Life's a beach
I love the photos Adriana! Nice to see and read about your holiday. I thought it might be interesting to tell you all about a similar holiday that I went on not that long ago. I say similar because it was a trip to the beach and we stayed in a lovely house very close to the sea. I thought it might be interesting for you and all our readers to see the contrast between the two places given that the cultures of our countries (my host country) are so different. Having said that, the place we were staying was formerly a Portuguese colony – like Brazil… I wonder if any of you have figured out where I’m talking about yet… your clues so far are India, beach, Portuguese…
Yep you guessed it, the place we visited was in Goa. In the northern part of India’s smallest state. We stayed in this lovely house…
…with some friends who were visiting from England. They have a three year old son so it was nice for Louie and him to play together. Like you, Adriana, we were only there for a couple of nights – just a long weekend. It was a bit short but still lovely and relaxing. We ate lots of fish, which was a real treat as we’re a bit scared of eating fish in Delhi as it is so far from the sea. Anyway, you can see from the picture below, the beach we were staying on isn’t very developed at all.
There are loads of beaches in Goa and some of them are really very (over) developed. One evening we went out for dinner on another beach – it was a real eye-opener and a side of Goa that I hadn’t seen before. Bars, restaurants and hotels everywhere and zillions of (other) tourists. I prefer the quieter beaches myself but it was still interesting to see.
I think my favourite thing about Goa is these beautiful churches that are dotted around all over the place. Like I said in an earlier post, I’m really interested in the different religions practised in India and how they are interpreted in different parts of the country. Most of the churches in Goa are Catholic and were built by the Portuguese but many still have huge congregations – much bigger than churches in England have these days.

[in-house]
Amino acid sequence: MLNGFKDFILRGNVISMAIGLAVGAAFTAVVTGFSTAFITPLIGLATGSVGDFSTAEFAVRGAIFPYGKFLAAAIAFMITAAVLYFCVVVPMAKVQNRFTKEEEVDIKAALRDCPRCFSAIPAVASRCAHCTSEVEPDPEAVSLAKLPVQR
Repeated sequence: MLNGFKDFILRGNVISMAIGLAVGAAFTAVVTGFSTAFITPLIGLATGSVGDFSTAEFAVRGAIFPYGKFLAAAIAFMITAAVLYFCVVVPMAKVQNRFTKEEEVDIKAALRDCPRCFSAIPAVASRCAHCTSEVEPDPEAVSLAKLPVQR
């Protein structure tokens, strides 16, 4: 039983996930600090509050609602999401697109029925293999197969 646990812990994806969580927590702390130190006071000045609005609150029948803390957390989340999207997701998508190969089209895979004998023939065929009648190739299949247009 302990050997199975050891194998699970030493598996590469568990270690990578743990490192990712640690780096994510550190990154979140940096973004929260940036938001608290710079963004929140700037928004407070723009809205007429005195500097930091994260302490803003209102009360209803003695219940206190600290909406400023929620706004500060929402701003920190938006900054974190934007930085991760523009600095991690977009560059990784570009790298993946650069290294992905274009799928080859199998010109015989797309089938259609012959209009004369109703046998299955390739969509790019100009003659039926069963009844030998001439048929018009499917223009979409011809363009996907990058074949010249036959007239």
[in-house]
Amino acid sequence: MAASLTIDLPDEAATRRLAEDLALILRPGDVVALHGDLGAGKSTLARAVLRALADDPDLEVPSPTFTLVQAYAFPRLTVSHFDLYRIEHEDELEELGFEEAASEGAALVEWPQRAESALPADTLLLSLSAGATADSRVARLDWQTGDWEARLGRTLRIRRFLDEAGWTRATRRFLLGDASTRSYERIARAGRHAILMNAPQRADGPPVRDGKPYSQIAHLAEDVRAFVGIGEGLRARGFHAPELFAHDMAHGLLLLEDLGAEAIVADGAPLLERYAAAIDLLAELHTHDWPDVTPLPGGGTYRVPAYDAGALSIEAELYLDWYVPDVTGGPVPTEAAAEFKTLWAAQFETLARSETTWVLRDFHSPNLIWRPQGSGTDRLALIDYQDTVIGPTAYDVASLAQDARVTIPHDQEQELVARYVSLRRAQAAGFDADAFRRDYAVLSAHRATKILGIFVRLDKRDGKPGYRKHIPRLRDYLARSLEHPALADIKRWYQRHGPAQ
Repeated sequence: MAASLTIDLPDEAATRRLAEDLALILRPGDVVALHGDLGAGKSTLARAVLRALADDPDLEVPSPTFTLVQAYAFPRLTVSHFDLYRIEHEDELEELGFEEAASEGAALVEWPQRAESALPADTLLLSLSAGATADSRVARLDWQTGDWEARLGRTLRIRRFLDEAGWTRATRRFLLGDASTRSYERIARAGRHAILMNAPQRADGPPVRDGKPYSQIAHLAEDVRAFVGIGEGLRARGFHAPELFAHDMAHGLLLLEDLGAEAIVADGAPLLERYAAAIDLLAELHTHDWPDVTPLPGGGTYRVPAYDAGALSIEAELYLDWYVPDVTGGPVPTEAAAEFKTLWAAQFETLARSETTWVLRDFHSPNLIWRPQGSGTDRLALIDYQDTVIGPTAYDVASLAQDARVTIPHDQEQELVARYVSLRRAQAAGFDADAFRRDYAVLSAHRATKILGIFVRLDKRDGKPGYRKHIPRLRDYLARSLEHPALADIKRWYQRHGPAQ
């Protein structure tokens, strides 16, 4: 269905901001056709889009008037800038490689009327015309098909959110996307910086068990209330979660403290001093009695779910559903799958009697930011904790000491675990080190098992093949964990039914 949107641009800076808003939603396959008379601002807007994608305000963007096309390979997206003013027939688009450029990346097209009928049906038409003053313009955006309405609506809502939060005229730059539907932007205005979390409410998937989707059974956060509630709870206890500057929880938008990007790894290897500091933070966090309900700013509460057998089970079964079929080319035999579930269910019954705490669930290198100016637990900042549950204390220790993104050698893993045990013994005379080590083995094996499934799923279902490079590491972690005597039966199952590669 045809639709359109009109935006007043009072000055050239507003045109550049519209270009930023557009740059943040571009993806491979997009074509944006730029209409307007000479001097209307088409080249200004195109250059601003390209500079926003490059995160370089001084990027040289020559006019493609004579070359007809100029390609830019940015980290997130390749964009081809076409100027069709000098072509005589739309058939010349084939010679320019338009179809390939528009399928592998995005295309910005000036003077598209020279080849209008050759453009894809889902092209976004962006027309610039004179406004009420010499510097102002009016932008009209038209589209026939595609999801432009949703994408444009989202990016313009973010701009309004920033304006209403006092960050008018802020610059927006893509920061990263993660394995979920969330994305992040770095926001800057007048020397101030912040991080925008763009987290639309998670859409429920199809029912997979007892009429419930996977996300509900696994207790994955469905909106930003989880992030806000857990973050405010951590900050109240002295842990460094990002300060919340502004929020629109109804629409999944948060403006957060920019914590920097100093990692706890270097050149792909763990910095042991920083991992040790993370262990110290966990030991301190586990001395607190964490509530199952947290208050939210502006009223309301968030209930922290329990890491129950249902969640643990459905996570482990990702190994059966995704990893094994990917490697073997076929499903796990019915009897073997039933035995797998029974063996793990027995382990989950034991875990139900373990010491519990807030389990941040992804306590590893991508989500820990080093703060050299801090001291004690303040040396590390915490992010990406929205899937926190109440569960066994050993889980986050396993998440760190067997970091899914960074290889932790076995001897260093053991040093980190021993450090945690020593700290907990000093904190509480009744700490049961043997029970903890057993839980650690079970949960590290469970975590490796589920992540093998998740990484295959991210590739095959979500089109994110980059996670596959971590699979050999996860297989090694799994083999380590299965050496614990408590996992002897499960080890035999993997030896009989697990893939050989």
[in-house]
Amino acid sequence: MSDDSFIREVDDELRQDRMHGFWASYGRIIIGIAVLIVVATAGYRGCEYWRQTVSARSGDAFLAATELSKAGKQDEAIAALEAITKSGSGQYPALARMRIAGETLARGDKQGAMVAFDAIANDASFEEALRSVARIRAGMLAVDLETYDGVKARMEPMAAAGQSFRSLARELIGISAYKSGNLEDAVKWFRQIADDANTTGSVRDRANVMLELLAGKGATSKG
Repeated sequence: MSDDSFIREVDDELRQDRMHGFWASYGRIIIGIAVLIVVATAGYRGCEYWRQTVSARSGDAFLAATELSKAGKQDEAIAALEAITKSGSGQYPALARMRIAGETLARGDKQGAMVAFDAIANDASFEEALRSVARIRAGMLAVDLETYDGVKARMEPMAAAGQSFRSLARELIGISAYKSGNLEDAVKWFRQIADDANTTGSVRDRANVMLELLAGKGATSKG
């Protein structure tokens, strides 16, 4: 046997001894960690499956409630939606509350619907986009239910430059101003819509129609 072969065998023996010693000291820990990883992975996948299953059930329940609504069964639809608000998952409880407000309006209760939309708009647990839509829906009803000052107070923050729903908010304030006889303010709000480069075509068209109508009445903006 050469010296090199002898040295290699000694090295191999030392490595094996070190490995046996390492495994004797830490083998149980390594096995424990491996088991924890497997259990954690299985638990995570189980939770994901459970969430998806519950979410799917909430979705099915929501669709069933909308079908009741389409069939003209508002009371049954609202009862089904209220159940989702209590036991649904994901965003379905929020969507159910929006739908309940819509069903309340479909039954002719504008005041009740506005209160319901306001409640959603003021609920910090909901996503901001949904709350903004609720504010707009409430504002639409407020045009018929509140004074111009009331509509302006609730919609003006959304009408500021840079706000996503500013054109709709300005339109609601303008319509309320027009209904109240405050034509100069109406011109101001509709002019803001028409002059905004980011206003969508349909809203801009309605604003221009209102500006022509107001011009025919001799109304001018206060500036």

Goa has grown on me over the few times that I’ve been there – the first time I went I wasn’t that keen but I like it now. I’ve definitely been to nicer beaches in other parts of India though – Karnataka for example… but that’s a whole other story.
I sometimes find myself pining for the sea here in Delhi. That’s one thing that I love about England – you’re never too far from the coast. I love going to the beach, even in the winter and having a nice hot plate of chips with salt and vinegar… mmm my mouth is watering!
Well done on the homework Adriana – your first two corrections of the sentence *‘I’ve done writing’ are good: I’m done writing and I’ve finished writing but the other two corrections you have given aren’t quite right… *I’ve got my blog done and *I’ve finished my today’s blog. It would be better to say “I’ve finished my blog” or “I’ve finished today’s blog”.
As for the spelling – did you cheat and copy and paste the words ten times or did you write them out? :-) I was half-joking when I suggested you do that! Anyway, let’s see if you remember them now on ;-)
Seeing as it’s Sunday I’m not going to give you any homework today, just the vocabulary as usual and I’ll write back to some comments as well, below.
See ya Tuesday!
p.s. Adriana, you asked me what ‘ta-ra for now’ means – well it’s another way of saying goodbye. It’s more common in the north of England than in the south and it was made famous by a TV presenter who used to say it without fail at the end of every show. Ta ra!
Vocabulary definitions, as always…
Preference: the one or thing that you like the most, when given a choice
To bug someone: to annoy someone (note the difference to your definition, Adriana)
Trusty: dependable, always there for you